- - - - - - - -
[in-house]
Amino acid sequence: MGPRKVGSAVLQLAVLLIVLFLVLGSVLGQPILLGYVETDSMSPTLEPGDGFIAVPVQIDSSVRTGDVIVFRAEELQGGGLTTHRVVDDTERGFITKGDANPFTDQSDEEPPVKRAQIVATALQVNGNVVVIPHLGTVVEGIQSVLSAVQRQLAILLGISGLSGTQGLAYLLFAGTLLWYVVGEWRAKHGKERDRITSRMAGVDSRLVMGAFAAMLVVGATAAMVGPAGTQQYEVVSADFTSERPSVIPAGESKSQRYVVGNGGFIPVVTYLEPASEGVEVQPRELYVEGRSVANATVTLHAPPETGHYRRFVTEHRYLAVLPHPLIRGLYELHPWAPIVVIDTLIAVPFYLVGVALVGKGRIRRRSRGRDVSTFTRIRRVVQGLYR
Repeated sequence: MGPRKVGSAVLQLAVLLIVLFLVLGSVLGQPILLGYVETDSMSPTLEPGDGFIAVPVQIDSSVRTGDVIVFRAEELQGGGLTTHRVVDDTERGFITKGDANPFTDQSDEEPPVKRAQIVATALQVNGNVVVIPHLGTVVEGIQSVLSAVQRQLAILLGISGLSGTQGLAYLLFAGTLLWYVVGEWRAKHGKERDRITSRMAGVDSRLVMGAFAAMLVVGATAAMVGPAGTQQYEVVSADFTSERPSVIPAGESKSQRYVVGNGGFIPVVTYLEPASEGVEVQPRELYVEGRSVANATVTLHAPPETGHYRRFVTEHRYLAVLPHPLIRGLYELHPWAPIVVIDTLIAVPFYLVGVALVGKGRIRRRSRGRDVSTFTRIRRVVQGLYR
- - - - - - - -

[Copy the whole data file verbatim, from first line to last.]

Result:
[in-house]
Amino acid sequence: MGPRKVGSAVLQLAVLLIVLFLVLGSVLGQPILLGYVETDSMSPTLEPGDGFIAVPVQIDSSVRTGDVIVFRAEELQGGGLTTHRVVDDTERGFITKGDANPFTDQSDEEPPVKRAQIVATALQVNGNVVVIPHLGTVVEGIQSVLSAVQRQLAILLGISGLSGTQGLAYLLFAGTLLWYVVGEWRAKHGKERDRITSRMAGVDSRLVMGAFAAMLVVGATAAMVGPAGTQQYEVVSADFTSERPSVIPAGESKSQRYVVGNGGFIPVVTYLEPASEGVEVQPRELYVEGRSVANATVTLHAPPETGHYRRFVTEHRYLAVLPHPLIRGLYELHPWAPIVVIDTLIAVPFYLVGVALVGKGRIRRRSRGRDVSTFTRIRRVVQGLYR
Repeated sequence: MGPRKVGSAVLQLAVLLIVLFLVLGSVLGQPILLGYVETDSMSPTLEPGDGFIAVPVQIDSSVRTGDVIVFRAEELQGGGLTTHRVVDDTERGFITKGDANPFTDQSDEEPPVKRAQIVATALQVNGNVVVIPHLGTVVEGIQSVLSAVQRQLAILLGISGLSGTQGLAYLLFAGTLLWYVVGEWRAKHGKERDRITSRMAGVDSRLVMGAFAAMLVVGATAAMVGPAGTQQYEVVSADFTSERPSVIPAGESKSQRYVVGNGGFIPVVTYLEPASEGVEVQPRELYVEGRSVANATVTLHAPPETGHYRRFVTEHRYLAVLPHPLIRGLYELHPWAPIVVIDTLIAVPFYLVGVALVGKGRIRRRSRGRDVSTFTRIRRVVQGLYR